Feb. 21 (Bloomberg) -- Profits for the biggest U.S. energy producers including Exxon Mobil Corp. are poised to decline the most since the financial meltdown of 2008-09 as the drilling technique known as fracking collapses natural gas prices.
Exxon and Chesapeake Energy Corp., which today reports 2011 earnings, will see net income in 2012 slide about 8 percent and 10 percent, respectively, according to the mean of analyst estimates compiled by Bloomberg. That would be the biggest drop since 2009 for the companies, the largest U.S. gas producers.
While higher global demand for transportation fuels has driven up crude prices 32 percent since 2009, the domestic gas glut is pinching earnings for producers even as it pushes the U.S. toward energy independence. Especially hurt are Chesapeake and ConocoPhillips, which amassed gas assets before the full impact of fracking on supply growth was apparent, said Michael McMahon, a managing director for energy investments at Pine Brook Partners LLC, a private equity firm in New York.
“Fracking has opened up vast areas of development on a scale that’s practically overwhelming for the industry,” said William Dutcher, president of Dutcher and Co., an Oklahoma City- based operator of 1,300 oil and gas wells.
Oil output from U.S. fields including in shale rock is at a nine-year high and gas production hasn’t been this robust in almost four decades, Energy Department figures show.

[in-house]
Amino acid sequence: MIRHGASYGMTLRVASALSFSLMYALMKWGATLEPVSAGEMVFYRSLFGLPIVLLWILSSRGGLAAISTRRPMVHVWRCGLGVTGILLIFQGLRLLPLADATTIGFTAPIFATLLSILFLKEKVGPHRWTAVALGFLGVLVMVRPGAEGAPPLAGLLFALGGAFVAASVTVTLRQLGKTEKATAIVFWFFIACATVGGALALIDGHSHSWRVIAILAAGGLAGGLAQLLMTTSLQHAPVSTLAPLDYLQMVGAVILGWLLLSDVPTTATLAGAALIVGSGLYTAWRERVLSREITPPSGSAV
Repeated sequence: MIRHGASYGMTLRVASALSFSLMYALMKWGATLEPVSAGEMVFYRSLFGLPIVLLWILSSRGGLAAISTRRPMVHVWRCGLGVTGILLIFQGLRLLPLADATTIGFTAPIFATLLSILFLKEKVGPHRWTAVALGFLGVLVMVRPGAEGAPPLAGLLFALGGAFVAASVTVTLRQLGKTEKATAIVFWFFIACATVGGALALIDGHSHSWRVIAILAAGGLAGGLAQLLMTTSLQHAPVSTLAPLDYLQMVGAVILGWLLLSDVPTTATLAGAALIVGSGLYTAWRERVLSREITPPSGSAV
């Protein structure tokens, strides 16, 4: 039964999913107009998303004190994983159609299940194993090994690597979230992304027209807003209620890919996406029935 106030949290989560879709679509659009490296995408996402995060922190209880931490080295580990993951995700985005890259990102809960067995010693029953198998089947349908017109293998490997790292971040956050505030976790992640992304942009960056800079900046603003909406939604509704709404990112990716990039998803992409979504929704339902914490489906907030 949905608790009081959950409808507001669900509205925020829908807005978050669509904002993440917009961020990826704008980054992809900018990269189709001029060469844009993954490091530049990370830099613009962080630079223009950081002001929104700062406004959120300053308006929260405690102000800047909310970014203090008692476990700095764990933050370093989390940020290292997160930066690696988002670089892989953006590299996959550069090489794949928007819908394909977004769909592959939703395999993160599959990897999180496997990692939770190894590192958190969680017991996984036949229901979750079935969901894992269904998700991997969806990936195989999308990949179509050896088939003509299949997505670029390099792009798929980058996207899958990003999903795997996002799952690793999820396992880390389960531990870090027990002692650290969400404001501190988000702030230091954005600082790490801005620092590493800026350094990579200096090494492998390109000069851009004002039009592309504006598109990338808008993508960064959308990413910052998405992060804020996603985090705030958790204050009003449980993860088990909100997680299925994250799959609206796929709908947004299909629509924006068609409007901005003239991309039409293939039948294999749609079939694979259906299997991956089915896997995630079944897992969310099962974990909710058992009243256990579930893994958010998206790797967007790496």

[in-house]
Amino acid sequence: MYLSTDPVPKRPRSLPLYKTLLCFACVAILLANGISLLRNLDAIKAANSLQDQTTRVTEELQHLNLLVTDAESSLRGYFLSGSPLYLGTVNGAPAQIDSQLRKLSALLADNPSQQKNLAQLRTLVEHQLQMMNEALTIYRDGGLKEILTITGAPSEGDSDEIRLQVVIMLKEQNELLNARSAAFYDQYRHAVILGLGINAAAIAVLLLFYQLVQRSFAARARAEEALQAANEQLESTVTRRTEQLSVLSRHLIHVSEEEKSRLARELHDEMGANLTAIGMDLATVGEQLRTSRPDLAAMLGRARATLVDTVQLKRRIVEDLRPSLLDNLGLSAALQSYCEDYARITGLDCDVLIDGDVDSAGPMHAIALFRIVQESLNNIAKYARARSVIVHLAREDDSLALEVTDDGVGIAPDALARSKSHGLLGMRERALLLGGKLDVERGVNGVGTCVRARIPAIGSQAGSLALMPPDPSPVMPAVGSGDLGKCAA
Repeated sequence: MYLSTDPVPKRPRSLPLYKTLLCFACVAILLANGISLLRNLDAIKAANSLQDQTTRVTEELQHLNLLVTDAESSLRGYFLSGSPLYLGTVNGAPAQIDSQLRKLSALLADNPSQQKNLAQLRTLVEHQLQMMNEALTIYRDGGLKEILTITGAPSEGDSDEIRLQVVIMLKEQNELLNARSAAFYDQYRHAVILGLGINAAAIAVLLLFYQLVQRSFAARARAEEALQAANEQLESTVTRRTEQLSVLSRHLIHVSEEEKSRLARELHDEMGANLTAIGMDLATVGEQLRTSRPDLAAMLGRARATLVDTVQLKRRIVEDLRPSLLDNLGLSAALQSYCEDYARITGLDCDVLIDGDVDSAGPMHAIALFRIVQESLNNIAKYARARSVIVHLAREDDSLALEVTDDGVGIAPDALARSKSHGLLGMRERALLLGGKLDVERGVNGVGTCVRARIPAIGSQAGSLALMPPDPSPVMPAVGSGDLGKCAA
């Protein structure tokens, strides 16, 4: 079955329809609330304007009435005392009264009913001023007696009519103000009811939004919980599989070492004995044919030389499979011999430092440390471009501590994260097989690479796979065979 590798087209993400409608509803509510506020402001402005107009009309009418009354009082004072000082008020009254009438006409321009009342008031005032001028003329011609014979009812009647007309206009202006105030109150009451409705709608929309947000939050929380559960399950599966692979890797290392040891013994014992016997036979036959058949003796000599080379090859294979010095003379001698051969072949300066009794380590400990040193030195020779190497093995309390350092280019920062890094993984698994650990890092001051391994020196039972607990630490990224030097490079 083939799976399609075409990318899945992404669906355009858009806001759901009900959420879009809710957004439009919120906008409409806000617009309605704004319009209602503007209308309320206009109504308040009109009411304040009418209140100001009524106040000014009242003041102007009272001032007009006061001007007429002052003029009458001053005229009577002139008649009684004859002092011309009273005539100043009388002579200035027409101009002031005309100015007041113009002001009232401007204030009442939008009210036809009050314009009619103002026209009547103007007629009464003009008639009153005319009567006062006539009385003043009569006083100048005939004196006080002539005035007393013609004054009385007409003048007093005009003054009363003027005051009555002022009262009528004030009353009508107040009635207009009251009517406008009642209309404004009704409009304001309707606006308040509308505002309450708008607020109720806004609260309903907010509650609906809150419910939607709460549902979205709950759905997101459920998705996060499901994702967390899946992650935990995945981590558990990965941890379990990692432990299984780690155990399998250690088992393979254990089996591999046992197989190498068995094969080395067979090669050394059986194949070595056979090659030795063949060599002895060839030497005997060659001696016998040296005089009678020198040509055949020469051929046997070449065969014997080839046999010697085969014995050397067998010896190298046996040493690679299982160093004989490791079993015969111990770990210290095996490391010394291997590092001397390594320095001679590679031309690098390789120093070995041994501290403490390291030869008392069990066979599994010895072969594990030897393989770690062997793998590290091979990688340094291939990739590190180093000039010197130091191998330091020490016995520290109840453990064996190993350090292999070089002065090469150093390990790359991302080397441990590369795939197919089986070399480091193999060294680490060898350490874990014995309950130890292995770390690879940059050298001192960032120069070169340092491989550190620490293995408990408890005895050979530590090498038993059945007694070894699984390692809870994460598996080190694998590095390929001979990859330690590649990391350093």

“Shale has driven the gas price down to where it’s creating economic hardship for producers, especially those that made acquisitions in 2006 and 2007, when gas was so expensive,” Dutcher said.
As a result, the U.S., which burns more than one-fifth of the world’s crude and natural gas, will become largely energy self-sufficient by 2030, Robert Dudley, BP Plc’s chief executive officer, said last month.
The surge in gas supply in the shorter term weighs on the shares of drillers most dependent on the fuel for revenue.
Chesapeake underperformed the 43-member Standard and Poor’s 500 Energy Index in the two years through yesterday. It fell 10 percent in the period, while Exxon matched the benchmark’s 30 percent gain, according to data compiled by Bloomberg.
Gas futures traded in New York plunged 32 percent in 2011 to end the year at $2.989 per million British thermal units for the largest annual decline in half a decade. Since then, gas fell another 12 percent, thanks to mild North American weather that crimped demand for the fuel to run furnaces and added to the surfeit. The peak of $15.78 was reached in December 2005.
Shift Toward Oil
Chesapeake was one of the first gas explorers to announce production curtailments last month in response to tumbling prices. The Oklahoma City-based company today is expected to say net income for last year was little changed at $1.67 billion, helped by a shift toward more oil drilling that eroded reliance on lower-priced gas.
Facing a 2012 cash-flow shortfall that Raymond James & Associates Inc. analysts estimated at $3.5 billion, Chesapeake announced $10 billion to $12 billion in asset sales on Feb. 13 aimed at raising money. The planned sales are equivalent to 30 percent of the company’s total asset value.